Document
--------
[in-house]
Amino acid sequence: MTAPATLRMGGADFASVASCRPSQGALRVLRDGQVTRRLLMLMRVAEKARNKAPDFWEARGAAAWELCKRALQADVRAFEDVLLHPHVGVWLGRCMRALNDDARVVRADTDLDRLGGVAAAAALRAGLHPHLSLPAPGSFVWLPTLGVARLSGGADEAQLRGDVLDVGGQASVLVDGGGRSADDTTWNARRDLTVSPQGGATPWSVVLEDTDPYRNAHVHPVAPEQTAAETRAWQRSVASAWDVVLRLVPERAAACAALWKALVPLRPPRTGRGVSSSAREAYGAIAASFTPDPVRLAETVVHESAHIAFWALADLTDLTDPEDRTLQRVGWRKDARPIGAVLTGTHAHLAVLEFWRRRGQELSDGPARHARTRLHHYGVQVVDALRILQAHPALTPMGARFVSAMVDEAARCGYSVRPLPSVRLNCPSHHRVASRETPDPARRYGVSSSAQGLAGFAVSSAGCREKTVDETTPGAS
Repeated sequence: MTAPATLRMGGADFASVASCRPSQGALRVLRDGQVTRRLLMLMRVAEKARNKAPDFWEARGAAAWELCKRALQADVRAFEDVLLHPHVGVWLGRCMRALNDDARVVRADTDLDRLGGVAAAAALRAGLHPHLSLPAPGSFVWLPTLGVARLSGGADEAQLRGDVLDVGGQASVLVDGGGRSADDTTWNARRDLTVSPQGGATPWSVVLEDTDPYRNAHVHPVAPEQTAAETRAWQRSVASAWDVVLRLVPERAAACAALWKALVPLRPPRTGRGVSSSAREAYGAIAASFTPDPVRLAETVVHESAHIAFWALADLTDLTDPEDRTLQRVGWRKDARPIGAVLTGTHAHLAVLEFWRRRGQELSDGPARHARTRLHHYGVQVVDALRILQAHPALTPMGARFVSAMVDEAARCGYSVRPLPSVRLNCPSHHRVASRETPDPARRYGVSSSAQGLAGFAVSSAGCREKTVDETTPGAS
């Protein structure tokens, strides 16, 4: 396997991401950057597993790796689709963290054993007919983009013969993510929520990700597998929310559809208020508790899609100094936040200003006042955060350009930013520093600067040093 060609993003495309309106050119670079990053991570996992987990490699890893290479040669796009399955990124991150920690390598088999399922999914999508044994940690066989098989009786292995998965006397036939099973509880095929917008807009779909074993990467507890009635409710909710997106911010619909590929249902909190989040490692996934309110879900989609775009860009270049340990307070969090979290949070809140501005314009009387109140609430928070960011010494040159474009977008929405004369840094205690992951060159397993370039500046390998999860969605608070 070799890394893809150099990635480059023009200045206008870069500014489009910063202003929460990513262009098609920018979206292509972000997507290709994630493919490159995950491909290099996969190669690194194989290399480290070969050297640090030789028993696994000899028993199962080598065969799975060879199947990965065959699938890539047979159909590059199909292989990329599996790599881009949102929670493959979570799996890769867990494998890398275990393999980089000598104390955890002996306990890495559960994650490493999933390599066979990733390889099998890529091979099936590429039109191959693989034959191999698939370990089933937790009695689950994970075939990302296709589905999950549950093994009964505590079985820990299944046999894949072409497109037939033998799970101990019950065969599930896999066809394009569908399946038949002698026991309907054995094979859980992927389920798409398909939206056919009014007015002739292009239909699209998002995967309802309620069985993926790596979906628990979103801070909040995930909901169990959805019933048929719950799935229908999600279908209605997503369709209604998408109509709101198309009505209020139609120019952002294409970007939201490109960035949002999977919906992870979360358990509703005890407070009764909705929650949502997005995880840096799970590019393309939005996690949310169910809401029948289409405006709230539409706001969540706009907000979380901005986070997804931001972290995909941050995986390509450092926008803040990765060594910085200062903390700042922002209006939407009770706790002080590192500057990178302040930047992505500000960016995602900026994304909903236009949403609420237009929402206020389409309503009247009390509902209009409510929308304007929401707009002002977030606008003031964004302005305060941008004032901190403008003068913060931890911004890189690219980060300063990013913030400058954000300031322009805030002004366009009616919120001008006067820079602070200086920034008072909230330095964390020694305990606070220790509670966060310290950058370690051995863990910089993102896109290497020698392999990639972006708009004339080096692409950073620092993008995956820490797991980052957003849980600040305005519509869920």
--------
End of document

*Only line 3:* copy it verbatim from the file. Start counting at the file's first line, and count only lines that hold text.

Repeated sequence: MTAPATLRMGGADFASVASCRPSQGALRVLRDGQVTRRLLMLMRVAEKARNKAPDFWEARGAAAWELCKRALQADVRAFEDVLLHPHVGVWLGRCMRALNDDARVVRADTDLDRLGGVAAAAALRAGLHPHLSLPAPGSFVWLPTLGVARLSGGADEAQLRGDVLDVGGQASVLVDGGGRSADDTTWNARRDLTVSPQGGATPWSVVLEDTDPYRNAHVHPVAPEQTAAETRAWQRSVASAWDVVLRLVPERAAACAALWKALVPLRPPRTGRGVSSSAREAYGAIAASFTPDPVRLAETVVHESAHIAFWALADLTDLTDPEDRTLQRVGWRKDARPIGAVLTGTHAHLAVLEFWRRRGQELSDGPARHARTRLHHYGVQVVDALRILQAHPALTPMGARFVSAMVDEAARCGYSVRPLPSVRLNCPSHHRVASRETPDPARRYGVSSSAQGLAGFAVSSAGCREKTVDETTPGAS